Many horror films today are stunning, such as Andy Muschietti’s IT (2017), and James Wan’s Malignant (2021); however, films from the past have paved the way to excellence, and Ridley Scott’s Alien is one of the best.
Alien is a film that truly leans into the villain of the movie: the Alien. Of course, other sci-fi/horror films do this too, but Alien has extra leverage when it comes to tension.
The film follows a crew deep in space, and when they are woken up earlier than expected, things go downhill rather fast. After deviating from their path in order to find out more about a signal they came across, one of the members, Kane (John Hurt), come back with something attached to his face...
After attempting to remove the ‘face-hugger’, the team must sit and wait for Kane to hopefully regain consciousness, and re-join the crew.
When Kane does wake up, the creature that was stuck to him has died, but Ash (Ian Holm) seems more than interested in this extra-terrestrial being.
The team have dinner together, along with Kane, and appear to be joking, laughing, and their worries seem to be dissipating; however, Kane begins to cough and, when blood spreads and a small, alien organism bursts through his ribcage, the crew shift from concerned to a state of total panic and fear.
From this point, Ellen Ripley (Sigourney Weaver) and her friends must find a way to rid themselves of the infestation that has arrived on their ship – will everyone make it out alive?
Alien is a phenomenal movie, and much of its charm may come from the fact that it is 42 years old. Released in 1979, this film shows what can be done with a small cast, minimal music, a deadly, domineering villain, and a passion for filmmaking.
The cast for this film is very small, with only seven crew members at the start of the film. Having a team of this size allows for audiences to not only get to know them a little better, but for interactions to have more meaning, as they diverse with one another on a more intimate level.
Of course, we have to discuss Ripley. She is one of cinema’s leading ladies, even after all these years. Ripley made tough decisions in the face of danger, stared death in the eye more than once, and fought an alien that towered over her and threatened to punch a hole in her head.
While this may not have been the intention, Ripley’s character proves that women can be the star of the show, and that they too can make choices they’d rather not, and wield a weapon while still carrying cares and worries along with them; she is the perfect female protagonist.
Alien also sets itself apart from other similar movies due to its stunning set design and musical scores.
The sets for this movie are outstanding, as computers and complicated wiring line the crew’s colossal ship; even the capsules in which they wake up look to be from the future, and every single prop, from a magazine to a water glass, has its purpose and creates the feeling that the characters really do live in this environment.
The musical scores are something to admire within Alien, as there is very little of it. The lack of music, instead replaced by chatter from the characters or eerie silence, works exceptionally well to instil a sense of the unknown, even before the Xenomorph shows up.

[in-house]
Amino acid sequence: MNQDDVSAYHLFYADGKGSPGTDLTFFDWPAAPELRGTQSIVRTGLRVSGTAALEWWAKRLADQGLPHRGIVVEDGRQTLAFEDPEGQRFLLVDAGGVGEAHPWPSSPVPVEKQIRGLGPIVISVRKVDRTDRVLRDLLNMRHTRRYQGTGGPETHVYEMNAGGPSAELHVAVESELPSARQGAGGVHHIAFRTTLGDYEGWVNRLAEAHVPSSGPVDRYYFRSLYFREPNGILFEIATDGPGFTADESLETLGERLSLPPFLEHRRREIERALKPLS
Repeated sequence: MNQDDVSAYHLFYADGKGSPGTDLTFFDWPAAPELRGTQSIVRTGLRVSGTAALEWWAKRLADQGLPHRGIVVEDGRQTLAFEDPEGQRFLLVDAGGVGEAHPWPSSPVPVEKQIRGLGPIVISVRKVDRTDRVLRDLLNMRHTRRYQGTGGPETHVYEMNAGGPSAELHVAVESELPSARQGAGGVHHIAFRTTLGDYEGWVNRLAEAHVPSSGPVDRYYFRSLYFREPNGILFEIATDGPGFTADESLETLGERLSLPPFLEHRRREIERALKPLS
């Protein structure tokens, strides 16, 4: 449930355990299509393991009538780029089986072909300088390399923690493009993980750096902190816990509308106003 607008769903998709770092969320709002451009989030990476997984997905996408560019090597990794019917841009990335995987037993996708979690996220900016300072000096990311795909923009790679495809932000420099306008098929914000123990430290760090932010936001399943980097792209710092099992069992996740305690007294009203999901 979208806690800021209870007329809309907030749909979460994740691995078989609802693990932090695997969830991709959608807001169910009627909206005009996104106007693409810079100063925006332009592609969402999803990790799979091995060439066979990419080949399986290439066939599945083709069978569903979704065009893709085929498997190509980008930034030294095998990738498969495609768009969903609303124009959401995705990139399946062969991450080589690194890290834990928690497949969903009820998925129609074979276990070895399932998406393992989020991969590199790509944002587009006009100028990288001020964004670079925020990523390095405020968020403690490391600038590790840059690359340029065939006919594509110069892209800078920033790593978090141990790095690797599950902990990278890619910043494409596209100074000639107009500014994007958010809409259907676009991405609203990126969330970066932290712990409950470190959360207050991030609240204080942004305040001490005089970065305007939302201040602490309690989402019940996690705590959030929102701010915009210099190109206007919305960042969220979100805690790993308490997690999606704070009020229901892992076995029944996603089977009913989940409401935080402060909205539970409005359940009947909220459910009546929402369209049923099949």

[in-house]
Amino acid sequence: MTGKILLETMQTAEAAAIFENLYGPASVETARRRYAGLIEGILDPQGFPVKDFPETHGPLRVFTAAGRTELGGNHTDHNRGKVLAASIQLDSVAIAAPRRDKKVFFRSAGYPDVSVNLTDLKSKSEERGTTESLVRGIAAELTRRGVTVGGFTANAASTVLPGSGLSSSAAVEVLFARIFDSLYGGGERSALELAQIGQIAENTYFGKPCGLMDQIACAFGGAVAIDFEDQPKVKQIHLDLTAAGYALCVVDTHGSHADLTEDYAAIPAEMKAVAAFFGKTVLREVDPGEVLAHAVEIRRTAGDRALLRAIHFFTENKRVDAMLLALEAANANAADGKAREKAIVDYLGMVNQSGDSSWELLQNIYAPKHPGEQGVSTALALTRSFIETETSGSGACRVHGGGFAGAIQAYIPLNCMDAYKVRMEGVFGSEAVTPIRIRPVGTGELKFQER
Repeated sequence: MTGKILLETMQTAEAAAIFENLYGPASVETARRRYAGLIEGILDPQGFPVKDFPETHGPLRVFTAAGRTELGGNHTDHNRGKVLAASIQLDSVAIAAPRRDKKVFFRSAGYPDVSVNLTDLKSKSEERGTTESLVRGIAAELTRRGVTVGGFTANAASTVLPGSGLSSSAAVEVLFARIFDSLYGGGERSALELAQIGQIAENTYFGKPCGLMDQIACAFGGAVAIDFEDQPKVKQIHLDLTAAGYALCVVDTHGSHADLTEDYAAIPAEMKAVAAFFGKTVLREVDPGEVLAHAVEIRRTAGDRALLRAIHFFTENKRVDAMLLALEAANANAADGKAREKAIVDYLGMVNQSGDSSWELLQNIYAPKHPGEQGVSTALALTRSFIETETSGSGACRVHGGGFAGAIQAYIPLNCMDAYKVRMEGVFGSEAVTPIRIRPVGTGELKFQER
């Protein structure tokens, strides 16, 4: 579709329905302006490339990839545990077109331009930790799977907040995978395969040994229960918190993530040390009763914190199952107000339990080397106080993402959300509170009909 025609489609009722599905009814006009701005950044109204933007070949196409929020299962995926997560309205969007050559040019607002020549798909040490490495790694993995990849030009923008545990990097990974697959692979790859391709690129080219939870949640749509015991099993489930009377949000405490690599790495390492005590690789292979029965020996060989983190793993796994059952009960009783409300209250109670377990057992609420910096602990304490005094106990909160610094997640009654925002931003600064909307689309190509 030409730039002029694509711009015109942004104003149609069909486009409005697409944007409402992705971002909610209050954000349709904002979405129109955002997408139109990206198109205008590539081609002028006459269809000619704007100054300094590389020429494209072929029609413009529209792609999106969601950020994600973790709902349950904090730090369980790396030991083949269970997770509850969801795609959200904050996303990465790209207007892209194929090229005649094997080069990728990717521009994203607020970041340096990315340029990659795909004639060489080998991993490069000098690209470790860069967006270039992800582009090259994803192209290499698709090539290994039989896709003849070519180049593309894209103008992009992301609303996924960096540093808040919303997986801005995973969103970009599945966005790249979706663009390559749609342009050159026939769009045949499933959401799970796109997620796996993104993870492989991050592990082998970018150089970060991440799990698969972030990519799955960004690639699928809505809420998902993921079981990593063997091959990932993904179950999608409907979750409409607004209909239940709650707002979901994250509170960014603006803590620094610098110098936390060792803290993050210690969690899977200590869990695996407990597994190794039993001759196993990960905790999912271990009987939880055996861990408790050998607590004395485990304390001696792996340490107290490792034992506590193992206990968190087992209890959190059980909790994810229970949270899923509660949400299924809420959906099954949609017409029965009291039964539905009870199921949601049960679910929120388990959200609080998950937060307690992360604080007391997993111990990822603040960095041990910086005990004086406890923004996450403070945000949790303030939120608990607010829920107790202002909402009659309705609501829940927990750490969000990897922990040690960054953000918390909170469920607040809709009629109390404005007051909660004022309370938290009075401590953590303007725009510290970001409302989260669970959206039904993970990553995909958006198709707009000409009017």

There is music, of course, when the fast-paced scenes arrive, but there is little else to listen to. Because of this decision, Ripley and her team are isolated not just due to them being in space, but because that environment holds no noise.
The lack of music creates the perfect illusion of separation from the rest of the universe, allowing the audience to almost feel as though they are there with everyone else, deep in the eerie and captivating silence.
For a film to forgo most music is a risk, but it paid off here as it relaxed the environment to the point of fear, and suggested that the deadly life form could be anywhere, hiding in the silence.
The Xenomorph, or Alien, is perhaps one of cinema’s most recognisable and perfectly-designed beasts. It is tall, almost jet black, cunning, and deadly; the perfect killing machine. Just one of these creatures could cause catastrophe on board a ship...
The creature is seen only a few times within this feature, but to be honest, one or twice would have been enough to showcase their intense power to not only dominate the screen, but the lives of the crew members.
Alien utilises this flawlessly designed monster to its full potential; hiding it in dark vents, within machinery, and while we rarely see it move, its presence never leaves the screen, whether it is in shot or not.
Ripley and the Xenomorph are a sensational paring, like fine cheese and wine. They compliment one another, and the creature allows Ripley to play to her strength: bravery. She is a headstrong, capable character who gets the job done, despite being upset at her fallen friends and what she must do to survive.
Essentially, Alien is one of cinema’s greatest triumphs. It has the perfect villain, an ideal and courageous protagonist, and a straightforward plot that paves the way for fear and disaster; it is simply flawless.
Watch the trailer for Alien below:
Written by Melissa, who you can follow on Twitter @melissajournal